Any Pizza lover should know of Chef Tony Gemignani, the Chef and Owner of well-known restaurants including: Tony’s Pizza Napoletana, Capo’s, Tony’s Coal-Fired Pizza, Slice House by Tony Gemignani at AT&T Park, all in San Francisco; Pizza Rock in Sacramento and Las Vegas; and Tony’s of North Beach and Slice House by Tony Gemignani in Rohnert Park. He’s not only a restaurant owner he’s also been on various TV shows, as well as been given many culinary honors which you can read more about below…..
As a San Francisco resident and foodie I’ve been fortunate to dine at both Tony’s Pizza Napoletana & Capo’s. After enjoying the amazing cuisine (as both restaurants offer more than just pizza) I reached out about interviewing Chef Tony to hear more the history of his career and his restaurants. Below you’ll find more about Tony’s background plus my interview with Chef Tony.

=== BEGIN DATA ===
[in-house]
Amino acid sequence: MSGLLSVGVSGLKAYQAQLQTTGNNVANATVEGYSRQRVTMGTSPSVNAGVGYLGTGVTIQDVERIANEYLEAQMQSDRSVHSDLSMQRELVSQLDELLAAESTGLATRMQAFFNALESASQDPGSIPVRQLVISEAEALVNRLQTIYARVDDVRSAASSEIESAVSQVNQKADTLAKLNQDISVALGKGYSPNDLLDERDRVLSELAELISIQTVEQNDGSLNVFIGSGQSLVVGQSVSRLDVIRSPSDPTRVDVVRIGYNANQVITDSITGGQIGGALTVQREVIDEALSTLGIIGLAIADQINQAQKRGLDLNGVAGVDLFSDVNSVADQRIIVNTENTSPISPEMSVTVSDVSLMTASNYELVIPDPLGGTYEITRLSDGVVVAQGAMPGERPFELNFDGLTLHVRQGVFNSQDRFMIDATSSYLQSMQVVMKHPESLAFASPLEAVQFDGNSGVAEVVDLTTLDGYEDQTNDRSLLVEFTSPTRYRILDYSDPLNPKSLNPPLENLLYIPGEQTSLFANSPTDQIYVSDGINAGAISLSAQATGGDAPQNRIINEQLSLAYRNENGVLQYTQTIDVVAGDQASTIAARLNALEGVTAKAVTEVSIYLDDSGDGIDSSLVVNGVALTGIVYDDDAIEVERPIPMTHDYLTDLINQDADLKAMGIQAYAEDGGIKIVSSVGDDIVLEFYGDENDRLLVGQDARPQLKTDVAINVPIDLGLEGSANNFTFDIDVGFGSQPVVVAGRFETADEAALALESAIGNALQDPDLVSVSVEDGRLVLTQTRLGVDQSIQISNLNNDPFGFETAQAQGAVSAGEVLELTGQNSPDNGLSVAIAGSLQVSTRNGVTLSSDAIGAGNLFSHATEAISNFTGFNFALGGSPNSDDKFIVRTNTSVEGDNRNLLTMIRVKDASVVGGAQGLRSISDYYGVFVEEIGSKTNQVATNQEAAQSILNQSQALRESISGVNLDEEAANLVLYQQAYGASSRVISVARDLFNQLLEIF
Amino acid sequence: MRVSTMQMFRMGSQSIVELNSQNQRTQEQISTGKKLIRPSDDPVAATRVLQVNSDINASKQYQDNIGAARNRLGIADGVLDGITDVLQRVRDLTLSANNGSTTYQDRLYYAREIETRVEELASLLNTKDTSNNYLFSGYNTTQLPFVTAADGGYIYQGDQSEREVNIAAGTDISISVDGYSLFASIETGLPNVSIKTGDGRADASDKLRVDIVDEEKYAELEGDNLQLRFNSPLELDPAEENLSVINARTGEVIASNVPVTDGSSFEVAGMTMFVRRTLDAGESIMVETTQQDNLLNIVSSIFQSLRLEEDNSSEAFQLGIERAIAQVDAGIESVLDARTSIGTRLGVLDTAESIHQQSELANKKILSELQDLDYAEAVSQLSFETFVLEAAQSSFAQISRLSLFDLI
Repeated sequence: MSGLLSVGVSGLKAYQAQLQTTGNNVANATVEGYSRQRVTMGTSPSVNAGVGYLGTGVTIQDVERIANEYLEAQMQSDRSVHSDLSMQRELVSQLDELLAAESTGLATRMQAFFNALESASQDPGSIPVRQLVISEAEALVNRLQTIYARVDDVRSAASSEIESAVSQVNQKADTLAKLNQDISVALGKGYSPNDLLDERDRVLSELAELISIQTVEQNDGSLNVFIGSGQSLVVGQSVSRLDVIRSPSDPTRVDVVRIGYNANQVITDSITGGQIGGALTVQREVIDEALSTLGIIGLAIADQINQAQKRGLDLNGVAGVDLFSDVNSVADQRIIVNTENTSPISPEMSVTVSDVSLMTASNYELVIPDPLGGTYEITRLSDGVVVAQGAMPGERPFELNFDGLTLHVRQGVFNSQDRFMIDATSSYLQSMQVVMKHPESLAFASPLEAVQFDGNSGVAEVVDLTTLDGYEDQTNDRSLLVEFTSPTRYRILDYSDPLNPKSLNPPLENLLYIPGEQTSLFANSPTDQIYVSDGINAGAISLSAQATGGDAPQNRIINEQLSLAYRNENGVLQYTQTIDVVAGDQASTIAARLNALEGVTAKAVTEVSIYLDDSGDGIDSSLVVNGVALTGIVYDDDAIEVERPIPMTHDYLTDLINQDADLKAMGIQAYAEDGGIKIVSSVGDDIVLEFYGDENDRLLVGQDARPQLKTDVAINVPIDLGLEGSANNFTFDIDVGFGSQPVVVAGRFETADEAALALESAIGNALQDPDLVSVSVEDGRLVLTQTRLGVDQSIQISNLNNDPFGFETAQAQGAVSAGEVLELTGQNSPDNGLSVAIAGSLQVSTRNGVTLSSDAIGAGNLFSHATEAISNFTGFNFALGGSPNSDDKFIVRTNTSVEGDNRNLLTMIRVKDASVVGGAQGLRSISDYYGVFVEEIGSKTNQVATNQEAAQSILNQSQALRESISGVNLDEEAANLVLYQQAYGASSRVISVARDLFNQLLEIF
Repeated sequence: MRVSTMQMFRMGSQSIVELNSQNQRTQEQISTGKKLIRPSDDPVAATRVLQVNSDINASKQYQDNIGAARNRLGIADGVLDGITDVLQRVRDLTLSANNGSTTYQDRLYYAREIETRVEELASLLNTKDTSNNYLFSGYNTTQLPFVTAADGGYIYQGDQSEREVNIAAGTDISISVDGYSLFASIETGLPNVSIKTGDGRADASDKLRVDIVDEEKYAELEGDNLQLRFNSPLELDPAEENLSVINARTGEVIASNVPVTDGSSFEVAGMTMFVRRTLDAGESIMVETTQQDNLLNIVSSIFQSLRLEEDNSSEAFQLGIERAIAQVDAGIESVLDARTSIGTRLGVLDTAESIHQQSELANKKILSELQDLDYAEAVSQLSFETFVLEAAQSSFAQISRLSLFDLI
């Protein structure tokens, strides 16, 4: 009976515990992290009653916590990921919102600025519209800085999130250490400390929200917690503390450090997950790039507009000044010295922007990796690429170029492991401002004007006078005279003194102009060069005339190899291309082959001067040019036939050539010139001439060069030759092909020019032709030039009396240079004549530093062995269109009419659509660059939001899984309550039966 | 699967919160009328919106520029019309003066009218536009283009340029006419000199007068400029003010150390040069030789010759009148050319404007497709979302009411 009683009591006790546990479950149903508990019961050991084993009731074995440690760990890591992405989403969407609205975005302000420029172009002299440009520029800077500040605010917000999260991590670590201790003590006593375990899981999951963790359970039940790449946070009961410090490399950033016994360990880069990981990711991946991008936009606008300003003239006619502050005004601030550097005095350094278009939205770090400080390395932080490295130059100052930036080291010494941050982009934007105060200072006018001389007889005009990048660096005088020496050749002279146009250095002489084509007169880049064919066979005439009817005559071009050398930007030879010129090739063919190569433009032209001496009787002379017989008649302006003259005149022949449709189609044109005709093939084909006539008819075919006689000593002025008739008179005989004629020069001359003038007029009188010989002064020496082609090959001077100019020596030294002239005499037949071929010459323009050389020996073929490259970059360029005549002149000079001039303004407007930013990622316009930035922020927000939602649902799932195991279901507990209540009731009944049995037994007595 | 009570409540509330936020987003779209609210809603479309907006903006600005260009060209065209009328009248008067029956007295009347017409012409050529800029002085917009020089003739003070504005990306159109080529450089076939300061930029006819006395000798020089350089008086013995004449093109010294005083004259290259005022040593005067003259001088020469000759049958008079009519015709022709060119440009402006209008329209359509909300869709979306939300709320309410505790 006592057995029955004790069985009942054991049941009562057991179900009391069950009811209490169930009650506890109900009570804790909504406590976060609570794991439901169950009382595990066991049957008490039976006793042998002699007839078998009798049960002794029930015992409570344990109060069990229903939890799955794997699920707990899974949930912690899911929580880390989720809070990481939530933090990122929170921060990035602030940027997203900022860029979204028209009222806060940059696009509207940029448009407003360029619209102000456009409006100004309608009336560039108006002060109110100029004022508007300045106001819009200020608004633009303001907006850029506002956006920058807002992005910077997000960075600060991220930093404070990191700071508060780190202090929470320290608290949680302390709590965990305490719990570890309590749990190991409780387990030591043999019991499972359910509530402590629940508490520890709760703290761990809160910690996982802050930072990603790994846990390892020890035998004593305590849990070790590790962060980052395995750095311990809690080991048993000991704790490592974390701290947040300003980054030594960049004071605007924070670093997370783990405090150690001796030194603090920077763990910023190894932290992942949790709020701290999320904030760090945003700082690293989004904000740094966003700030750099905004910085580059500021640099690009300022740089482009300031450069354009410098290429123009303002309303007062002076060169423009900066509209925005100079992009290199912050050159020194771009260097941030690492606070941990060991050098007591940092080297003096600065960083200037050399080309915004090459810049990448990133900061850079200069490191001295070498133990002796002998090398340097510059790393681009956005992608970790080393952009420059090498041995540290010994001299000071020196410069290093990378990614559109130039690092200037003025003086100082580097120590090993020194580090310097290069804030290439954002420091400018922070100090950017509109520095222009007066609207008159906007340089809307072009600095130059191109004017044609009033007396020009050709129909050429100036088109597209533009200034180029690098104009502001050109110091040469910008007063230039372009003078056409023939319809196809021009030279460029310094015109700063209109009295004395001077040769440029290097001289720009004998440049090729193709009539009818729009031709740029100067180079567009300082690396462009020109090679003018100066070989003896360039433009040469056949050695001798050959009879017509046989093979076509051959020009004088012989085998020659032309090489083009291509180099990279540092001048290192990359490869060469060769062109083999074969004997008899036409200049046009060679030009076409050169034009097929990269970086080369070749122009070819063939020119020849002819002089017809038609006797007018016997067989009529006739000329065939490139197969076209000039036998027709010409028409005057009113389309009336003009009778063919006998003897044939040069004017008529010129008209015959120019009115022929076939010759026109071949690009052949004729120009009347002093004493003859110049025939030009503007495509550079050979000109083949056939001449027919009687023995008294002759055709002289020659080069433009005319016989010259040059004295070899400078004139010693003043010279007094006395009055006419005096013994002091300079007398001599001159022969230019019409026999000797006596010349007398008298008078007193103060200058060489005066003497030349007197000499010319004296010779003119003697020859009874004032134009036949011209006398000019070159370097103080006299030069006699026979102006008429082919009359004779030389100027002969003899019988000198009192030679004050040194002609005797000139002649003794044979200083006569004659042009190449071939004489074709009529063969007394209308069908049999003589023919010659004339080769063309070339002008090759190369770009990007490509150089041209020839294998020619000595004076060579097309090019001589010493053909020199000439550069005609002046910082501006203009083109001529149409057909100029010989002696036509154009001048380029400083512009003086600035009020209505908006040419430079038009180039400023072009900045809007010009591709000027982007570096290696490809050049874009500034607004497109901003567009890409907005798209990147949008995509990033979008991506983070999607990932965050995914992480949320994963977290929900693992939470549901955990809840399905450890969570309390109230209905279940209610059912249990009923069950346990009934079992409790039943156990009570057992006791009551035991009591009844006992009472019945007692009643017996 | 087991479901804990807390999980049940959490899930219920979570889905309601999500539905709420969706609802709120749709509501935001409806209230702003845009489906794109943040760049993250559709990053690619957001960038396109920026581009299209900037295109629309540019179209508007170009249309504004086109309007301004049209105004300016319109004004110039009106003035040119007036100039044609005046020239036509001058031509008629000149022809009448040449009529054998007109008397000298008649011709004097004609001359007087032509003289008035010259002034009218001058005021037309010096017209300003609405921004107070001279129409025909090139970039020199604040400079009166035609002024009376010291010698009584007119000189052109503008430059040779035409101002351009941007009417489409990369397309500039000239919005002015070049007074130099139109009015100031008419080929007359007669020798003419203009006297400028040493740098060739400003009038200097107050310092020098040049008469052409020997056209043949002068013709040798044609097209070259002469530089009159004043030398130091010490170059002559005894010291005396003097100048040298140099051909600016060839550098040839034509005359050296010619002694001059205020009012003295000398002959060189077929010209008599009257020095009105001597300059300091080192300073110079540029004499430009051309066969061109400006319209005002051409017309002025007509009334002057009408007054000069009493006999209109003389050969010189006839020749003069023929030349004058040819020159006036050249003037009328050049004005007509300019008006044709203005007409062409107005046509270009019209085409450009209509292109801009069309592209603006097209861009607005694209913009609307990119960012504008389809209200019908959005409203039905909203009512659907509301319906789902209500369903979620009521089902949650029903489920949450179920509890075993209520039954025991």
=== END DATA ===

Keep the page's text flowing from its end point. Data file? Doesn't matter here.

More about Chef Tony: Since 1991 Tony has been involved in the pizza industry. Since then Tony has won numerous awards including Best Pizza Margherita at the World Pizza Cup in Naples, Italy and Best Pizza Romana at the World Championship of Pizza Makers in 2011. Tony was the first American and non Neapolitan to win this coveted award in Naples.
Tony is the first and only Triple Crown winner for baking at the International Pizza Championships in Lecce, Italy; and, his most prestigious title to date, the 2007 World Champion Pizza Maker at the World Pizza Cup in Naples, Italy. In 2011 and 2012, he won two world titles in cooking, making him an 11- time world champion.
Tony is president of the World Pizza Champions, and an official U.S. Ambassador of Neapolitan Pizza by the city of Naples, a prestigious title only given to three people in the entire world. He is also the first Master Instructor in the United States from the Scuola Italiana Pizzaioli and is the proprietor of the International School of Pizza where he certifies chefs from around the world.